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History

The barracks at Johnston’s Fews appears to have been established in order to replace an earlier redoubt at Blackbank. As was the case with Blackbank, it was hoped that the barracks would assist in encouraging a successful settlement being established there, and licence to hold fairs had been granted in 1731 to assist in that enterprise. The barracks’ primary purpose however was to protect the eighteenth-century coach road between Armagh and Dundalk. The first reference to the barracks is from 1733, when a detachment of infantry from Major-General Bissett’s regiment, which was head-quartered in Armagh city at the time, was noted as being at the ‘Fuzes’ under the command of a Captain Cockran (Quarters of the army 1733, 9). The following year that location was recorded as ‘Johnston’s fuze, near Ardmagh’, when it was manned by a detachment under a Major Wright from Colonel Charles Otway’s infantry regiment (Quarters of the army 1734, 11). In 1754 the 25th regiment of foot, under Major General W. E. Home, was providing the detachment (List 1754, 8).

The first barrack-master, a civilian appointee who was responsible for the upkeep, maintenance and general management and care of the barracks, was John Johnston, who is of greatest renown, or infamy, as a ‘Tory-Hunter’ in the area. It was also to him that the licence to hold fairs was granted in 1731. The Johnston family were already well-established in Camly before the barracks became operational in the 1730s. This was probably an important factor in the decision to locate the barracks there, along with Camly’s position being half-way on the road between Armagh and Dundalk. Tomas O Fiaich claimed that this road was the ‘most dangerous road in contemporary Ireland’ (O Ciardha 2001, 404). The barracks was located on land that had earlier been leased to John Johnston (snr) in December 1714. The c. 1717 house belonged to Johnston senior, who died in 1719. His son, John, was living there still in 1727, though later ‘acquired land in the adjoining townland of Dorsey Cavan O’Hanlon, where he built a house called Roxborough’ (Paterson 1938, 110-11). Although the date of this transfer of residence is unknown, it presumably occurred before 1733, given that by then the original c. 1717 house had been subsumed into the barracks complex. When he died in c. 1759, his son, Graham Johnston, became barrack master ‘to guard the Fews’, a position he still held in 1779. However, sometime after 1770 the barracks at Johnston’s Fews fell into disuse when a town and new barracks for two companies were built at nearby Newtownhamilton. In 1837, the remains of the barracks at Johnston’s Fews were still visible.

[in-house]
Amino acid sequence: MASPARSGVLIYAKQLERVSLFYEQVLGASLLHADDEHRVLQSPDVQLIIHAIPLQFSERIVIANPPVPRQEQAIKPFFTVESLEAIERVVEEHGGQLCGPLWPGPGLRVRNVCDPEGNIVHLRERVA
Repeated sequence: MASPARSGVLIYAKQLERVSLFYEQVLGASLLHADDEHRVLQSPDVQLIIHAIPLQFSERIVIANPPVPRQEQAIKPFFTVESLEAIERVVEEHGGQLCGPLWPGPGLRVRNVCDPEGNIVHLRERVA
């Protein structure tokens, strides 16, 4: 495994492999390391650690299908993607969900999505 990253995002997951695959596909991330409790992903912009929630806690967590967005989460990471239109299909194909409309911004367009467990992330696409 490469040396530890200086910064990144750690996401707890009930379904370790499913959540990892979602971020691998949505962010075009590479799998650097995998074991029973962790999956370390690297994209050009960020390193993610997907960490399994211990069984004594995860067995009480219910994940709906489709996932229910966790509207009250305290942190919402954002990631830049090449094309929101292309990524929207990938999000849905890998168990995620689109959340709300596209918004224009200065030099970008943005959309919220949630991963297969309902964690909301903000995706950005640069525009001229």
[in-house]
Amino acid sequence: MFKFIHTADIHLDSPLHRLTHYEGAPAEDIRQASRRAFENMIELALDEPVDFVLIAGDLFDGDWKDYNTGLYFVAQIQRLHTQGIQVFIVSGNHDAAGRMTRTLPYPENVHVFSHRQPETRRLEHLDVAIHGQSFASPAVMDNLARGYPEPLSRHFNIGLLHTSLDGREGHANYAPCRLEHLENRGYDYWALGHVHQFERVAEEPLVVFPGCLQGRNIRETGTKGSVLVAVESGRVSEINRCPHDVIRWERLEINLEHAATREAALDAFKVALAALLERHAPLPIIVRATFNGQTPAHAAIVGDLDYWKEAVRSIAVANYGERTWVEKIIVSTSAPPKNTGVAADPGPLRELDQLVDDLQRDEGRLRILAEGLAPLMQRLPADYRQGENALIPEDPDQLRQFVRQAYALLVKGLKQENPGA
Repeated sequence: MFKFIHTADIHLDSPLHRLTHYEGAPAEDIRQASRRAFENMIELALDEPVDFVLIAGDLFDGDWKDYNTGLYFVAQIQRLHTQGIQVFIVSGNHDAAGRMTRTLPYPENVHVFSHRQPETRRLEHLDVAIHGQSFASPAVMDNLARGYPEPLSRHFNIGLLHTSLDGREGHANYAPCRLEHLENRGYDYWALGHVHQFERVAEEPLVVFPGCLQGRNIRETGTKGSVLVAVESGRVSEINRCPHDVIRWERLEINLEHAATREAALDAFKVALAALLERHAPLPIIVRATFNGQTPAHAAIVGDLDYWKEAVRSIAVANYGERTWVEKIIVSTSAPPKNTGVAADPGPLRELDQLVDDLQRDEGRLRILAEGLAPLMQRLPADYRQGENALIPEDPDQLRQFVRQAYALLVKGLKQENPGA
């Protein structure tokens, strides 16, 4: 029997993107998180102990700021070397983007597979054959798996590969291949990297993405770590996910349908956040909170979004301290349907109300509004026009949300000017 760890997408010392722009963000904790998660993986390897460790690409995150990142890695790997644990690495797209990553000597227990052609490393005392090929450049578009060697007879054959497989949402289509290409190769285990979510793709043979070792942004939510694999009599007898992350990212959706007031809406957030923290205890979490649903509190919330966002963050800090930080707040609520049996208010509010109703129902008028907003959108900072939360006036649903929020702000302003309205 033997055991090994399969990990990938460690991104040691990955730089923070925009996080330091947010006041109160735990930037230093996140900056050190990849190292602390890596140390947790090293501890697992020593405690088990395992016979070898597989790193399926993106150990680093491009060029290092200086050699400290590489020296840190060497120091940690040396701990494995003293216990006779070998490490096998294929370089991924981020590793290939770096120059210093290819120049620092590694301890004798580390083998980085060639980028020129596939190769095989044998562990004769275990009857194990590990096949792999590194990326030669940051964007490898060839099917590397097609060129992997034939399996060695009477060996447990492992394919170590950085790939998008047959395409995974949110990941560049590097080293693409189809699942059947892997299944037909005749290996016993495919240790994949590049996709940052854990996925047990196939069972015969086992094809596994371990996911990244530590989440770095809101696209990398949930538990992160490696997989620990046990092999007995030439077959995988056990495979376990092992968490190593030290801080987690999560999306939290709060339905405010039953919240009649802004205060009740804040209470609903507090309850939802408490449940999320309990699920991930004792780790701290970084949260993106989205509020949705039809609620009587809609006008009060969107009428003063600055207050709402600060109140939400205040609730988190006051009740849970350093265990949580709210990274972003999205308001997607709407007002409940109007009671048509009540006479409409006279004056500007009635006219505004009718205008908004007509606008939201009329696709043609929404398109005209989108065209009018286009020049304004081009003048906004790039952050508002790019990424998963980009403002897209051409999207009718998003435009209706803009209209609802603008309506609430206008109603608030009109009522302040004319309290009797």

Maps